Community mothers can be found outside church, too. Head Start’s history is interwoven with the work of female community elders. When the early education program for low-income children launched in 1965, a majority of its Mississippi staff were older women. Many were grandmothers who regarded Head Start’s mission as an extension of the civil rights movement, according to Crystal R. Sanders, author of “A Chance for Change: Head Start and Mississippi’s Black Freedom Struggle.”

As a federal program, part of President Lyndon B. Johnson’s War on Poverty, Head Start offered employees regular pay as well as insulation from local White retaliation for civil rights activism.

But for the women who worked in the program, the idea of lifting up children meant more than the paycheck. When a Vicksburg summer pilot program ended, 12 local women resolved to keep Head Start alive, even though only five of them had children in the program. “Asked why they freely gave of their time to run a preschool program for other people’s children, they explained that they were ‘interested in the welfare of all children, especially in our hometown,’” Sanders wrote.

“It’s one thing to say ‘I’m going to do something for my child.’ It’s another thing to say ‘I’m going to do something for someone else’s child,’” Sanders said in a recent telephone interview.

The women also have inspired individuals in the next generation to become community minded. That’s the case for Aisha Nyandoro, granddaughter of celebrated Mississippi activist L.C. Dorsey, who died in 2013.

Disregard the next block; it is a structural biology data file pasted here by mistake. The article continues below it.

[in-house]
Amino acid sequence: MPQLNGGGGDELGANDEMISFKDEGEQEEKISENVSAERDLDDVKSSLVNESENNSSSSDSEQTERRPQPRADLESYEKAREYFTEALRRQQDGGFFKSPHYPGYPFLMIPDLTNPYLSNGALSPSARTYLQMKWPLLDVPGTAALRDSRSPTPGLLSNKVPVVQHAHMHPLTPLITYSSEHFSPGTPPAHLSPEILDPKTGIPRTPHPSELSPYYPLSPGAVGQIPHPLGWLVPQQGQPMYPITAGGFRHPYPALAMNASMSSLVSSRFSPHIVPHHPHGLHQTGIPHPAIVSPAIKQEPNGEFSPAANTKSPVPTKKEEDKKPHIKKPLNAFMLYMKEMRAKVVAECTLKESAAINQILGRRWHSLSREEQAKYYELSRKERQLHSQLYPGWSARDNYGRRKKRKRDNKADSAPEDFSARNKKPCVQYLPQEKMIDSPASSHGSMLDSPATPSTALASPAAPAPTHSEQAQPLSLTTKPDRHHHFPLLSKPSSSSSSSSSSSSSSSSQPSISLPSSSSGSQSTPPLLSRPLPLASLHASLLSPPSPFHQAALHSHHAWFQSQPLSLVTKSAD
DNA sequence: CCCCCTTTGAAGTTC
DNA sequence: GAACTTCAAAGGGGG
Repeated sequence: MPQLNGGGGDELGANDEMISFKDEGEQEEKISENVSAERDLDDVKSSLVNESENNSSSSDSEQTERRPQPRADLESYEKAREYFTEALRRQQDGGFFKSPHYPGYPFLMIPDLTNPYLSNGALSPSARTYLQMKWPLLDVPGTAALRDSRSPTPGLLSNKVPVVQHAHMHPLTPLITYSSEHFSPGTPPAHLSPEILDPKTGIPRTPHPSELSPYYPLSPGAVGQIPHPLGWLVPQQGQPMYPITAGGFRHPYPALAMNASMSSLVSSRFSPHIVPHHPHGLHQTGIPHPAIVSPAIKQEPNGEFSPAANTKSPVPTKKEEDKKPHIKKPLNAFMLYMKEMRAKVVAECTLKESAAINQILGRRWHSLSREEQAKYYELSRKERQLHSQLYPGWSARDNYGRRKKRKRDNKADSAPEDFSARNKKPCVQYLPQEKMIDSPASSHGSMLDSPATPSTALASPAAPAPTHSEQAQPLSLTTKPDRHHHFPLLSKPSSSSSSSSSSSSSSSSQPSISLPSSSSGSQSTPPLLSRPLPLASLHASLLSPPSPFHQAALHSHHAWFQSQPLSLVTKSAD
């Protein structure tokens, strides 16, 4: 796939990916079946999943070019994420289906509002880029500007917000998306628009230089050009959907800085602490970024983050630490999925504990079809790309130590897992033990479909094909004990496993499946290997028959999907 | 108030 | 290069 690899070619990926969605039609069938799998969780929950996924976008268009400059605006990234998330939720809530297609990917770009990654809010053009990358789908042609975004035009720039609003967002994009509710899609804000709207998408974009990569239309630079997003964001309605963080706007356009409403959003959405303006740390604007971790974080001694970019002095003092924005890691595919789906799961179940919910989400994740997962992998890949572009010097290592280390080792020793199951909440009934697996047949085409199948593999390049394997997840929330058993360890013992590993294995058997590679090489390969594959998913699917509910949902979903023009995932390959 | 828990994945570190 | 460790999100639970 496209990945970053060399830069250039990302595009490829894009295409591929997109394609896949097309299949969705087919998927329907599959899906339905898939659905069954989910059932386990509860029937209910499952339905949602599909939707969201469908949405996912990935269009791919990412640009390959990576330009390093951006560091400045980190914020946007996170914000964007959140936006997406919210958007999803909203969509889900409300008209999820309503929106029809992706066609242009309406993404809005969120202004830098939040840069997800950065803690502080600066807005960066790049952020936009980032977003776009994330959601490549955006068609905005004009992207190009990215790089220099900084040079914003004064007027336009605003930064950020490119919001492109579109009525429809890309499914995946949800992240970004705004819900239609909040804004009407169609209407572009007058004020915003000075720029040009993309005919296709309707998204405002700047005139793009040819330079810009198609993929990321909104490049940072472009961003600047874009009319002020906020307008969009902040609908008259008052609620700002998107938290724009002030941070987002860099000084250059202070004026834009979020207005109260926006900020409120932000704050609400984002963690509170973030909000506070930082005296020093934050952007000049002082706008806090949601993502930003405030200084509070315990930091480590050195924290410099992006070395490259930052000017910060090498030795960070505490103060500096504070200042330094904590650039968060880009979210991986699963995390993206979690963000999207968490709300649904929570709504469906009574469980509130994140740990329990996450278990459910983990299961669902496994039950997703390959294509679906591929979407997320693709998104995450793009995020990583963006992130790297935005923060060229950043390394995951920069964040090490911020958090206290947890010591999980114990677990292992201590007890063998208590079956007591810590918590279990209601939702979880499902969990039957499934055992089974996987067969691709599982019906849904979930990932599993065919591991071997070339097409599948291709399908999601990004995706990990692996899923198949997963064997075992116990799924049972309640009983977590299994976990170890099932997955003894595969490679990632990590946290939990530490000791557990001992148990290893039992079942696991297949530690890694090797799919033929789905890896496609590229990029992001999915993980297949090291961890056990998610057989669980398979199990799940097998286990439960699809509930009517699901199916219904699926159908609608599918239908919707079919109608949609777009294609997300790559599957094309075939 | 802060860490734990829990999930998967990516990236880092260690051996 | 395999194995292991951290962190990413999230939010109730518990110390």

Born in the Delta, Dorsey, a mother of six and former farmworker, got her GED at age 30 and later earned a doctoral degree from Howard University. She returned to Mississippi to take leadership roles in family and community advocacy, and worked for more humane, rehabilitation-centered treatment of state prison inmates.

Beginning at age 50, she operated the Delta Health Center, delivering care to underserved children and their families. Later she became associate professor in the Family Medicine Department of the University of Mississippi Medical Center.

“She was the blueprint for me,” Nyandoro said. “Everything I believe about how you show up and engage in community I learned directly from her.”

$1,000 a month, no strings attached

Nyandoro now leads the Magnolia Mother’s Trust, a cutting-edge effort to support struggling mothers and children. The project, part of the Jackson-based nonprofit Springboard to Opportunities, is one of the first guaranteed-income pilot project in the United States. Low-income Black mothers in Jackson public housing are given $1,000 monthly for 12 months to use as they think best. So far, 230 mothers have participated in the project, with many of the women showing improvement in paying down debt and setting up emergency savings funds.

Nyandoro, like her grandmother, Dorsey, and church mother Musgrove, operate in Collins’s “othermother” framework. So, too, did the women Sanders wrote about in her history of Mississippi’s Head Start program. In our phone conversation, Sanders said the women were making a statement that “there are certain things we want for these kids. We’re going to pour into them. We’re going to invest in them. We’re going to sacrifice for them. They don’t have to be our children biologically, but we understand that they deserve something better.”